Body Published Annual Report On Activity
The Serious Fraud Office (SFO) has “sharpened its strategic focus” in tackling bribery and corruption in recent years, according to the director’s foreword in its latest annual report.
David Green outlined at the start of the document that the improvement had been particularly seen on casework related to the Roskill model, describing it as the “topmost tier of serious and complex fraud and bribery”.
He explained how the SFO has put its focus on larger, more complex investigations, as well as taken steps to expand its analytical and intelligence capability.
It was also revealed there were 11 cases involving 34 defendants charged and awaiting trial as of March 31st 2014, while eight prosecutions of 18 defendants were either concluded or in progress in 2013-14.
The SFO’s conviction rate was also calculated at 85 per cent, with Green adding that he was confident the organisation has “in place the building blocks necessary for the success of the SFO”.
In order to achieve greater corporate criminal liability then there needs to be a legislative change, moving away from the ‘controlling mind’ test, to make corporate prosecutions easier.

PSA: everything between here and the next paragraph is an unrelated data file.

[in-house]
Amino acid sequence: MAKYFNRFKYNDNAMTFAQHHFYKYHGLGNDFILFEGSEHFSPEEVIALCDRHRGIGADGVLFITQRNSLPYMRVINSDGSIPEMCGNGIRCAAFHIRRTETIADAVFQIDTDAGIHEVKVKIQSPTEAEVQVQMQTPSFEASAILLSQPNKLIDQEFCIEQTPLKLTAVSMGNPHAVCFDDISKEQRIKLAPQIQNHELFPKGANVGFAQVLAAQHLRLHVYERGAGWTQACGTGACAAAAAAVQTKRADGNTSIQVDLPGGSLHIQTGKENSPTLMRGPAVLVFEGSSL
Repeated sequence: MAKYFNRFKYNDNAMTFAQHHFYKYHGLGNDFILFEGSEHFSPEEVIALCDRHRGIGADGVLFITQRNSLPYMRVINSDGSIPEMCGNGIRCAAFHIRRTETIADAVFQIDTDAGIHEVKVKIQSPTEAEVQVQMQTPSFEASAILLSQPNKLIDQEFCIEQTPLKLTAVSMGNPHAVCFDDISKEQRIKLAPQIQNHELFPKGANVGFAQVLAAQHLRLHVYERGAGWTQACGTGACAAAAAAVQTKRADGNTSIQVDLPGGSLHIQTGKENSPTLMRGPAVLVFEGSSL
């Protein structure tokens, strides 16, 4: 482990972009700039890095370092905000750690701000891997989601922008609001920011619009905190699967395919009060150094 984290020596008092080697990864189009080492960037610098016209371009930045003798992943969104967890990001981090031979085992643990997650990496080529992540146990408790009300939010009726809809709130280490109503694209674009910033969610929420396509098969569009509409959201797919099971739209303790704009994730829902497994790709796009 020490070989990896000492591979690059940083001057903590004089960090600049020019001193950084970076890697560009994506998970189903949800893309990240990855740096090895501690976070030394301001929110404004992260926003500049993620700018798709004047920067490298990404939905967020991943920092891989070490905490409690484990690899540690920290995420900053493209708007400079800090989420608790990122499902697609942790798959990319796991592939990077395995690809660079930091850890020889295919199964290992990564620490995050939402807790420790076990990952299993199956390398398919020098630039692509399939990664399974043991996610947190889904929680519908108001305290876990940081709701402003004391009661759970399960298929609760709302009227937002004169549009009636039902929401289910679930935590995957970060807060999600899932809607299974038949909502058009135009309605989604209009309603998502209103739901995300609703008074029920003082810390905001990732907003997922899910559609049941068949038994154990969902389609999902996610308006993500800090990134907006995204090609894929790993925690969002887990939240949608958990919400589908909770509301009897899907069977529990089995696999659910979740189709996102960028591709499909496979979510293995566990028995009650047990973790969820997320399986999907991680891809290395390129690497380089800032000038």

"However, there also needs to be budget increases for the SFO and other prosecution agencies to fund complex financial crime investigations across large and smaller corporates.
"Prosecutions under the Bribery Act 2010 section 7 for the ‘corporate offence’ of failing to prevent bribery in connection with a business unless ‘adequate’ procedures to prevent are in place are still to be seen, partly because the Bribery Act is not retrospective and the conduct concerned need to be committed after 1 July 2011.
"If we can see the outcome of section 7 corporate bribery offence prosecutions it will be easier to judge the potential success or failure of the new Government corporate crime proposals."
Sarah Wallace - Partner